Stay-at-home dad wins Dream Home, but will he keep it?
HGTV's Dream Home giveaway is great for inspiring fantasies, but most winners can't afford to keep the houses.
Come on, admit it. You've drooled over the HGTV Dream Home at least once over the years.
How could you not? The home is usually architecturally interesting, nestled in a beautiful spot and exquisitely photographed. This year's "don't-you-wish-you-were-there" fantasy home was a 3,000-square-foot rustic mountain lodge in Stowe, Vt.
The winner of this year's HGTV Dream Home is Eric Makstenieks of suburban Chicago, who has entered the contest every year since 2003. He even sent in an entry from the hospital the day his daughter was born.
He found out about his victory last week when HGTV designer Monica Pedersen dropped by. The award will be televised at 8 p.m. Eastern March 19.
"It hasn’t even hit us yet," Makstenieks told The Chicago Tribune's Bridget Doyle. "The most amazing part is the place is fully furnished — everything’s already set up. Place settings, napkins, towels, you name it. One of the production guys even told us there’s toothpaste in the cabinets. Do we even need a suitcase?"
Now Makstenieks and his wife, Catherine, who will see the house for the first time next month, have to decide whether they'll ever live in it.
Most winners don't.
Kathi Nakao, who worked in accounting for the state of California, won the Dream Home in St. Mary's, Ga., in 2004. She spent several vacations there, but she knew she'd never keep it.
"Ordinary people cannot keep a home like that," she told The Associated Press back in 2006, after she had sold the home. "I think it’s meant to change your life, more than that they (HGTV) expect you to keep it."
With the money from the sale of the home, she paid the taxes on her winnings -- which on a $2 million prize can total more than $600,000 -- renovated her home in Sacramento, Calif., donated to charity, helped her children and bought a 1956 Chevy hot rod.
Don Cruz, who won the 2005 Dream Home in Tyler, Texas, moved his family from Illinois with the hope of keeping the home.
But the $250,000 in cash included with their prize and the proceeds from refinancing the home went quickly. Keeping up the 6,000-square-foot home was expensive, about $2,900 a month, not including $25,000 a year in property taxes and $7,000 a year for insurance.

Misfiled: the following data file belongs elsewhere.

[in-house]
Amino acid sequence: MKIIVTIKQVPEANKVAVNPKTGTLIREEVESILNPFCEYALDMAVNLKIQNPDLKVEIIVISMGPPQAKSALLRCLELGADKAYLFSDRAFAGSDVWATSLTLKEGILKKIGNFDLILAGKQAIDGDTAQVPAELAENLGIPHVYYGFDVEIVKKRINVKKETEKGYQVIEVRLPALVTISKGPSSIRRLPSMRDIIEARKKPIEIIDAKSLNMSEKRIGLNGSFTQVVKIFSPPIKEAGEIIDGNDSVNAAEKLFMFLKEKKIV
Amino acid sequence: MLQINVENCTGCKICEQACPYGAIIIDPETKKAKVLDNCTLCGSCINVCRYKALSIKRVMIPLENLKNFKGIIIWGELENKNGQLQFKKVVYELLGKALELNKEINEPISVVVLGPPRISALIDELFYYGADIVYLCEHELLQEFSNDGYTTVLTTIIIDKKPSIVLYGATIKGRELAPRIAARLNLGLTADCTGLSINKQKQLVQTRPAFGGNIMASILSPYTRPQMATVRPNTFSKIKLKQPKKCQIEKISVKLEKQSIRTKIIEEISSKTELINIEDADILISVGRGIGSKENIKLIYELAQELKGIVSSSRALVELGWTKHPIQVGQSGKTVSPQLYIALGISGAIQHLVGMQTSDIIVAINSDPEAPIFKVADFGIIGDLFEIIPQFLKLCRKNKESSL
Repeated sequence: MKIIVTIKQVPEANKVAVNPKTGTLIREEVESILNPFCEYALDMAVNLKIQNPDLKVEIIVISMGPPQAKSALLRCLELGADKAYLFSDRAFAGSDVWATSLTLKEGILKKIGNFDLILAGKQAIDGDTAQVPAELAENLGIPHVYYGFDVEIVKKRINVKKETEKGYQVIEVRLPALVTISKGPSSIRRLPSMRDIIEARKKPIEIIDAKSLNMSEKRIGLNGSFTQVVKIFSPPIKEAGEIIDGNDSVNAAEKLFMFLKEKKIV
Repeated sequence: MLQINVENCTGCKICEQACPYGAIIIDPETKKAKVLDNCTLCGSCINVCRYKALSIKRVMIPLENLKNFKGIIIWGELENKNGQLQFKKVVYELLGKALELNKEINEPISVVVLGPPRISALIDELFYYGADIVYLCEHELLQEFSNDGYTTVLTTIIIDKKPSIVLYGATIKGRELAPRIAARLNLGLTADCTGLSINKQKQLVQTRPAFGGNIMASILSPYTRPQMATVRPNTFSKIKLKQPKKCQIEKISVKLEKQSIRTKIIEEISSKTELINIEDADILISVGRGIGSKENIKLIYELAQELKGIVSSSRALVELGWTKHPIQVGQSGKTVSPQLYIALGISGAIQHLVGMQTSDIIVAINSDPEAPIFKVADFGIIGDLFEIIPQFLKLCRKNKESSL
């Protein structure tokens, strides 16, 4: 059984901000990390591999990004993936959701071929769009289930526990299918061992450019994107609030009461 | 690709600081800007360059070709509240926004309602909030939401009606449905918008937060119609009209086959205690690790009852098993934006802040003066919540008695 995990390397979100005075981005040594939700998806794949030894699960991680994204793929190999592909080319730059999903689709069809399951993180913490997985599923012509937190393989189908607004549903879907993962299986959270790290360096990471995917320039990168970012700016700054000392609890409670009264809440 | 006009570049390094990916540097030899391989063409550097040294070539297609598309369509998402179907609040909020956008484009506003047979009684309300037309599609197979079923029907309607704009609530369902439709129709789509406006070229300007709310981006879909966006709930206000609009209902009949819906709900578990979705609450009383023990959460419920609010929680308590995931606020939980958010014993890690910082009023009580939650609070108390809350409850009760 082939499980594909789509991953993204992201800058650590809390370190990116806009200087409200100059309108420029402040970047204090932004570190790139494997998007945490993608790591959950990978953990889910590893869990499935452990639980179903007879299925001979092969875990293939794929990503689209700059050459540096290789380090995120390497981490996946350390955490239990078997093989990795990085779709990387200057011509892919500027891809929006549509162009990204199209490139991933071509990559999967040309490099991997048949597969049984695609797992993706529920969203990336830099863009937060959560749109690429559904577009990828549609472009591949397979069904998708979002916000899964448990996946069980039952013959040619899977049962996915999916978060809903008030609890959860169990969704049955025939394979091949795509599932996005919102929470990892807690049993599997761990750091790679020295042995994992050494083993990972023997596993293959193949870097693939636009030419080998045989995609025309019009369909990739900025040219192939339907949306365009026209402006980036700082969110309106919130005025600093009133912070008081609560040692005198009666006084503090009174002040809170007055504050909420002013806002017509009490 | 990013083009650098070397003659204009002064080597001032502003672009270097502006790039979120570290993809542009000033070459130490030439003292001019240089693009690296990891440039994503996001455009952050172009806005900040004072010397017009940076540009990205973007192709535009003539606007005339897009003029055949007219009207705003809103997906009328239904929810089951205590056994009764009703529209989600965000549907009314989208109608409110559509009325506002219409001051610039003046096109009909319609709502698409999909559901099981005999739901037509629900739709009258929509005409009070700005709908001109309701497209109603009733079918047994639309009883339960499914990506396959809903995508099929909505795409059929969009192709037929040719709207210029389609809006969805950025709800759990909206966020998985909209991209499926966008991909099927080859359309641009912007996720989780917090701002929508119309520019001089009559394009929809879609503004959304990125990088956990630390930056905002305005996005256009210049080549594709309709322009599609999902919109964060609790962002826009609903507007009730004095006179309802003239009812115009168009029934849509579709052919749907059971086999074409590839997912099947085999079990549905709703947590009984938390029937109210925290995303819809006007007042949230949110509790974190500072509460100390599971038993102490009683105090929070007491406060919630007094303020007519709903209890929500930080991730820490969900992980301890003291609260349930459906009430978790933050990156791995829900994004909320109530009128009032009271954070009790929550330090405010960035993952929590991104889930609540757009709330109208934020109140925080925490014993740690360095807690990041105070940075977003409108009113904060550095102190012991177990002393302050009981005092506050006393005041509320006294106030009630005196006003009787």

When the federal tax bill for $672,000 came, they sold the house at auction in 2008 for $1.32 million, netting additional money from selling the contents.
Don and Shelly Cruz told Money Magazine in 2006, before the sale of the home, that they had no regrets. "It was great to live the life of the rich and famous, if only for a year," Don Cruz said.
Puzzled and concerned, you puzzle and concern ME. You believe it's fixed but gave no reason as to why you believe so, other than the fact you didn't win. Then you lament how people that win are either well off (certainly not the case in the stories shared above) or are satisfied in life already. So what are you saying? Only people that are dissatisfied with life should win?! I know poor people that are satisfied. Should they be excluded from entering?
Then you complain because entering gives people false hopes for something you say will never come true. Well it comes true for at least 1 person a year. According to your logic, should everybody stop playing the lottery because it might give a false hope? No more entering publishers clearing house to avoid disappointment?
You have that "everyone should be a winner - all people should have the same lot in life" socialist mentality. You must have been educated in our public schools. Your reasoning's are grossly immature and definitely sour grapes. Seriously, grow up!
I believe it's fixed anyway so that HGTV can keep the public interest.. Just as usual most who win don't even intend to use the property or already seem stable and satisfied or well off. Time to let more people win and time to have more than one house at a time to give away.Those who can really can benefit never win...I hate it ...It's a nightmare for me..just takes up time and gives people false hopes for something that will never come true. It really is a dream to me .I never win and like most people I have entered the contests for all the homes daily and never won a damn thing...What's the use?